Jamison’s grace leaves artistic and social legacy
By Sara Olkon
Photo by Jack Mitchell.
One woman changed forever the image of black women in dance.
Judith Jamison, outgoing artistic director of Alvin Ailey American Dance Theater and one of the great dancers of the 20th century, became a star by embracing her identity at a time there were few African American performers on stage.
“This is about what is coming from us from the depths of our souls,” Jamison said in a 2008 interview with CBS News. “This isn’t just wonderful technique; it isn’t just how high can you jump ... It is about being specific about who you are.”
The 67-year-old dance legend will kick off the University of Chicago’s Black Heritage celebration as the keynote speaker at the Martin Luther King Jr. Commemoration Service on Friday, Jan. 14 at Rockefeller Memorial Chapel.
The theme of this year's annual Black Heritage celebration is “We are tied in a single garment of destiny,” from Dr. King’s Letter from a Birmingham Jail. The Office of Multicultural Student Affairs, the Laboratory Schools, and the University of Chicago Medical Center are jointly hosting the MLK events this year.
Rosa Yadira Ortiz, assistant director of the Office of Multicultural Student Affairs and MLK chair, is excited to have Jamison speak at UChicago. “Her extraordinary career speaks to the importance of bridging art and culture with civil rights, and we are delighted to welcome her to the University,” Ortiz says.
Ailey’s troupe, now arguably the world’s most successful modern dance troupe, was founded in the midst of the civil rights movement in 1958, as a home for black dancers who could not get hired in mainstream halls. It became a New York institution, which toured the world and later expanded to include schools offering classes for youth, adults, and professionals.
The celebration at Rockefeller also will recognize 2011 Diversity Leadership Award winners James Bowman, Professor Emeritus in Pathology and Medicine, and Lynda Hale, administrative director of the Primary Care Group.
President Robert J. Zimmer will confer the awards on Thursday, Jan. 13 at a special reception at the Quadrangle Club. The annual honor recognizes extensive work promoting diversity, equality, and community action.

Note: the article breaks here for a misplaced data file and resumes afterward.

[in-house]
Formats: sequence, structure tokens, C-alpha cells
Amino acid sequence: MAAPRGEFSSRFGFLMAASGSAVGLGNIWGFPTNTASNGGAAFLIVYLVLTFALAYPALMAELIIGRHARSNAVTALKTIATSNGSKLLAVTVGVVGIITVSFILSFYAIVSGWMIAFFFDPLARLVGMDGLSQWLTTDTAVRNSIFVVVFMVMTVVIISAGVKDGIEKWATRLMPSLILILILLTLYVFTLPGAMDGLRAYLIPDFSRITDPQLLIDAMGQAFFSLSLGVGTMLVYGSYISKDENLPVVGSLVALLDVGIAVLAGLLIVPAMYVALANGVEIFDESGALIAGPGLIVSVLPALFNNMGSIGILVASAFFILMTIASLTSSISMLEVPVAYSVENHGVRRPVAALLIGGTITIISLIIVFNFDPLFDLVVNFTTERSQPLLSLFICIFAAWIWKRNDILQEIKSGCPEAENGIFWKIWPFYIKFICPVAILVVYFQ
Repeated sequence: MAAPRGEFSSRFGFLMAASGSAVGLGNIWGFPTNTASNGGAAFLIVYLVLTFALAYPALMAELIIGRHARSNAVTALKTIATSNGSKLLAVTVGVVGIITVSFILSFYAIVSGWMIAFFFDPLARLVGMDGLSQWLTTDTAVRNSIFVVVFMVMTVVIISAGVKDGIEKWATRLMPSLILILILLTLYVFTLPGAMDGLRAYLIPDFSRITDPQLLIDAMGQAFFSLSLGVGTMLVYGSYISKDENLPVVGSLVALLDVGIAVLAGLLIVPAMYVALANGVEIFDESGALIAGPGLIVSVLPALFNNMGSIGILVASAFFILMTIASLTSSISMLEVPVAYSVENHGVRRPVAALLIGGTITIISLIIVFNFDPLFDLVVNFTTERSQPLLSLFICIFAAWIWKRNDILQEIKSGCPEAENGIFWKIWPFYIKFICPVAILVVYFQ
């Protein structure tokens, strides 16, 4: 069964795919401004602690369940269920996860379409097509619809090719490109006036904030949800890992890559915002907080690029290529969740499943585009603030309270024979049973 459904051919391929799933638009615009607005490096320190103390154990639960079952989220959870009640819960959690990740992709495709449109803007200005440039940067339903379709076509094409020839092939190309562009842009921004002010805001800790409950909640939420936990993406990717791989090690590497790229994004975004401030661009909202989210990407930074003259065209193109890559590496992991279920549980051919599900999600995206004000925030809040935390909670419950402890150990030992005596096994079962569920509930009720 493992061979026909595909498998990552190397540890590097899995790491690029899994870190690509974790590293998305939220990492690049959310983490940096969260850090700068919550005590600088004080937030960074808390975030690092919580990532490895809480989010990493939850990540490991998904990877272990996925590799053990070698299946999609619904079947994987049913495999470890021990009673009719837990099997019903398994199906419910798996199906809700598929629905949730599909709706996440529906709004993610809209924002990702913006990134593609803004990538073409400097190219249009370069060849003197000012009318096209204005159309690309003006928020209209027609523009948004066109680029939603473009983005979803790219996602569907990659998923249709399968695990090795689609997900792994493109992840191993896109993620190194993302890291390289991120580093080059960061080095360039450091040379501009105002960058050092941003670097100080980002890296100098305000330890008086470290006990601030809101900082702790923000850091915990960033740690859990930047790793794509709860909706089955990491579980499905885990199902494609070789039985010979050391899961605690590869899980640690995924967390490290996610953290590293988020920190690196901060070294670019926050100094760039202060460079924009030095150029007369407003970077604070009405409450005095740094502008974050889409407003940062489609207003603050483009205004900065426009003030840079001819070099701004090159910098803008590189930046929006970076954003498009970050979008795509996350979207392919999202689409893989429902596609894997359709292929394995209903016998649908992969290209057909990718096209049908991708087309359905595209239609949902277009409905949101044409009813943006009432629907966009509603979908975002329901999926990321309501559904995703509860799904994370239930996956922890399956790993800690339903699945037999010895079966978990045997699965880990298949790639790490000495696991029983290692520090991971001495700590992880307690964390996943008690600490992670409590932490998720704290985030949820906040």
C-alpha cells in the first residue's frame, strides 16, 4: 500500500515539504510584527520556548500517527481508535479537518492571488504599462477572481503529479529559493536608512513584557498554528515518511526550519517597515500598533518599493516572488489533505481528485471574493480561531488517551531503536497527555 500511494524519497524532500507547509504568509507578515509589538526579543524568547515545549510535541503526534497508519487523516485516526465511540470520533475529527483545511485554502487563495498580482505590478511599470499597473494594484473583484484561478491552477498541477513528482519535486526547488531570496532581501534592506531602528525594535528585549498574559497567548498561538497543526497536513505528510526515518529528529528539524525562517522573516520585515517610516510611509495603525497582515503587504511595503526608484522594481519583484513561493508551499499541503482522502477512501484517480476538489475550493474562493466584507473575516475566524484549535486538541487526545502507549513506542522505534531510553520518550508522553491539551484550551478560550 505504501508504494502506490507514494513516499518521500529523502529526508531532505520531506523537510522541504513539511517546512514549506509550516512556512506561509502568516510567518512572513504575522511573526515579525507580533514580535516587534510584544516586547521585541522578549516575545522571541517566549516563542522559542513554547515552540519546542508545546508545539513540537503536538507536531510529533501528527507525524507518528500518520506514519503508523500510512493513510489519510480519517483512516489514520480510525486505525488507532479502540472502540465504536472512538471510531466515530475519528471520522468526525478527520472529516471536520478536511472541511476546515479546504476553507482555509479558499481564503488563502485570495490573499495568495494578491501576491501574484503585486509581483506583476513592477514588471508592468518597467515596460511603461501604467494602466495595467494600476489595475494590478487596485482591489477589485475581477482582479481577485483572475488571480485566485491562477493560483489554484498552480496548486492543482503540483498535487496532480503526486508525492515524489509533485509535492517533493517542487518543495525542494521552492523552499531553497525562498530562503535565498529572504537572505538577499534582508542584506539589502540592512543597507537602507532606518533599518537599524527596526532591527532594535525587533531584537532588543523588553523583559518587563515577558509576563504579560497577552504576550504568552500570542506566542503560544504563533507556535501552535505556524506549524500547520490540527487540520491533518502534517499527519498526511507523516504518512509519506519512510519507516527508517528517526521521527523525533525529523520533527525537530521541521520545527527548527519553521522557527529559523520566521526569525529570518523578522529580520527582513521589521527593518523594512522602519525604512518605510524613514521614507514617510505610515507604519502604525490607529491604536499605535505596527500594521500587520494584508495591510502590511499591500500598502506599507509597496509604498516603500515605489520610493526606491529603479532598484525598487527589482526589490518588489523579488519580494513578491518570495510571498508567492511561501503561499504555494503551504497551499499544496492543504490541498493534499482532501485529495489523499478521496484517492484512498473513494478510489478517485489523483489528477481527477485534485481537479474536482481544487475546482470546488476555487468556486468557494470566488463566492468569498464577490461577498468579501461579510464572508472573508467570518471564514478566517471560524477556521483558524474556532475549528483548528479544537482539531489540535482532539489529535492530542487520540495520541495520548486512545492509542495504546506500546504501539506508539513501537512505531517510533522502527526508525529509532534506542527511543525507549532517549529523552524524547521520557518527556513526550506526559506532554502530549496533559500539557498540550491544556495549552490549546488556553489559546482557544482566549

Bowman, an internationally recognized expert in pathology, genetics, and sickle cell anemia, is being honored for placing a spotlight on health disparities and emphasizing the need for quality medical care for underserved minorities.
His work made Bowman a role model to many Pritzker School of Medicine students. That legacy continues through the Bowman Society and lecture series, which Pritzker School and UChicago launched jointly in 2005. The series brings together senior faculty, fellows, residents, and guests, who share their knowledge regarding the health care of minority communities, scholarship, and activism.
“I never envisioned all of this, and that’s life,” Bowman said in a 2009 interview with Medicine on the Midway. “Sometimes the best things are not planned.”
Hale is recognized as a tireless advocate for her staff’s career advancement and educational enrichment. She extends her mentoring role to volunteer work with the international program Dress for Success, which provides career coaching and clothing for disadvantaged women seeking permanent employment.
“[Hale] sets a standard for the internal medicine residents and students trained at our institution that we hope they carry with them throughout their careers as physicians,” wrote Lisa Vinci, assistant professor and medical director of the Primary Care Group, and Monica Vela, associate professor in medicine, in a letter nominating Hale for the award.
Jamison’s legacy stems from her historic contributions to American culture.
Discovered by dancer and choreographer Alvin Ailey in 1965 after an ill-fated audition, the classically trained ballet dancer—who stands 5-foot-10—went on to international stardom for her 16-minute solo dance performance, “Cry.” Her signature piece, which Ailey choreographed “for all black women everywhere, especially our mothers,” showcased a black woman’s journey from slavery to grace.
Jamison danced with the Alvin Ailey American Dance Theater until 1980, when she left the company to star in the hit Broadway musical Sophisticated Ladies. In 1988, she formed her own company, The Jamison Project.
Ailey personally chose Jamison to succeed him as artistic director of his dance theater before his death in 1989.
Jamison is the author of the 1993 autobiography, Dancing Spirit, which Jacqueline Kennedy Onassis edited and published. Among Jamison’s many awards and honorary degrees, she has received a primetime Emmy Award and the Kennedy Center Honor. Most recently, she was awarded the highest rank of the Order of the Arts and Letters, an honor that recognizes those who have contributed to furthering the arts in France and throughout the world.
Jamison will deliver her speech at 3:30 p.m. Friday, Jan. 14 in Rockefeller Memorial Chapel. The MLK Commemoration Service is free and open to the public. Guests are invited to attend a reception following the service at Ida Noyes Hall.
On Saturday, Jan. 15, an MLK Day of Service will be held in collaboration with the University of Chicago Community Service Center in several areas around the community. Anyone interested in volunteering should visit the USCS website.
The Sunday, Jan. 16 Rockefeller worship service at 11 a.m. is open to all and will be a musical and liturgical celebration of the life and legacy of Dr. King. The Rev. Ayanna Johnson, of the Chicago Theological Seminary, will be preaching, and the Rockefeller Chapel Choir’s Women’s Board Choral Scholars will sing the music of Moses Hogan.